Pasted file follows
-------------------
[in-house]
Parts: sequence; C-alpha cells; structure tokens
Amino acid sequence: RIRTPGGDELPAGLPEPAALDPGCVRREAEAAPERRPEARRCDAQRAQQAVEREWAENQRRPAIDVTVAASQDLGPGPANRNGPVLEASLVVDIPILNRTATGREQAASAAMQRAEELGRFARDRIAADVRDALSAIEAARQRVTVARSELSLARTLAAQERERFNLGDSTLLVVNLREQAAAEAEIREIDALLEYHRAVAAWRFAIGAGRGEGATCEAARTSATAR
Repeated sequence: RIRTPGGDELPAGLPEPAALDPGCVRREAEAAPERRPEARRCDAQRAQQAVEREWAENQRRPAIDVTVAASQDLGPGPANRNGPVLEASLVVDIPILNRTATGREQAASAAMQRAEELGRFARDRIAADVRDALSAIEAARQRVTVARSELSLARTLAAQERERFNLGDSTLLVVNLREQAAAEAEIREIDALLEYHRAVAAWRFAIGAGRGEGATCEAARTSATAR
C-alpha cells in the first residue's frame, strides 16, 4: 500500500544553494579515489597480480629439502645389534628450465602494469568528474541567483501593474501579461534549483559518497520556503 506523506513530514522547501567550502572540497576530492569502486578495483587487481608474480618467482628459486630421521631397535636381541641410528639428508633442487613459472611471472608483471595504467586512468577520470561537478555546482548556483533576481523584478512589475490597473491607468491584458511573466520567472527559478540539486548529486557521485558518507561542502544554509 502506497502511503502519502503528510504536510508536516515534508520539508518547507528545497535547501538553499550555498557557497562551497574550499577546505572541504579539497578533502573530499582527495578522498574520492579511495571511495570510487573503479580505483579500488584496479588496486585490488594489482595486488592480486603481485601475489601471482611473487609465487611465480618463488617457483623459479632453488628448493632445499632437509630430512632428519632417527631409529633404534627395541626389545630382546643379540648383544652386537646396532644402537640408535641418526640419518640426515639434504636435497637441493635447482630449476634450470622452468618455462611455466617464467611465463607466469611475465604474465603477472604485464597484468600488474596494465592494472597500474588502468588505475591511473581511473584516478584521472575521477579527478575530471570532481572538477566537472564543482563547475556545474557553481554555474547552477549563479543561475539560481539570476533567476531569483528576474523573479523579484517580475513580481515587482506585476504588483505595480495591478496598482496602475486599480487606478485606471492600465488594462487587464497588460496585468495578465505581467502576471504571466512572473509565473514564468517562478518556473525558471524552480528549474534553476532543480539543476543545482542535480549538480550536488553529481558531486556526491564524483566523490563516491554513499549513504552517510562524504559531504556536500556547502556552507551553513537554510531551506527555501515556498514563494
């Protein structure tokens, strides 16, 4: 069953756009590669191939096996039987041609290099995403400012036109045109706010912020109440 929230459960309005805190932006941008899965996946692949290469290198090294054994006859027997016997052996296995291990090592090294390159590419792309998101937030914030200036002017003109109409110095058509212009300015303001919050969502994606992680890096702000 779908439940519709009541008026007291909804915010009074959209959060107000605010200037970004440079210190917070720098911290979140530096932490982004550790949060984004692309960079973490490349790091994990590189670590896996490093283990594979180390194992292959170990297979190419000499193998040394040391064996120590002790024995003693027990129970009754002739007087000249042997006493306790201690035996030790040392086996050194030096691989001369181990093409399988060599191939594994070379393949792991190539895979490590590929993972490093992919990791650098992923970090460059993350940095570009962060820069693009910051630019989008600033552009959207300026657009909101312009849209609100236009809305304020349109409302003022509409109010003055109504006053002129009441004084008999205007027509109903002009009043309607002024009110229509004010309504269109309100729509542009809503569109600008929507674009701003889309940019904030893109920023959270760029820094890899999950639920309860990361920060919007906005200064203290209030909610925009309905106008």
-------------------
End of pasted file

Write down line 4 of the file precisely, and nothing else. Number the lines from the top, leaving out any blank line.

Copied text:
Repeated sequence: RIRTPGGDELPAGLPEPAALDPGCVRREAEAAPERRPEARRCDAQRAQQAVEREWAENQRRPAIDVTVAASQDLGPGPANRNGPVLEASLVVDIPILNRTATGREQAASAAMQRAEELGRFARDRIAADVRDALSAIEAARQRVTVARSELSLARTLAAQERERFNLGDSTLLVVNLREQAAAEAEIREIDALLEYHRAVAAWRFAIGAGRGEGATCEAARTSATAR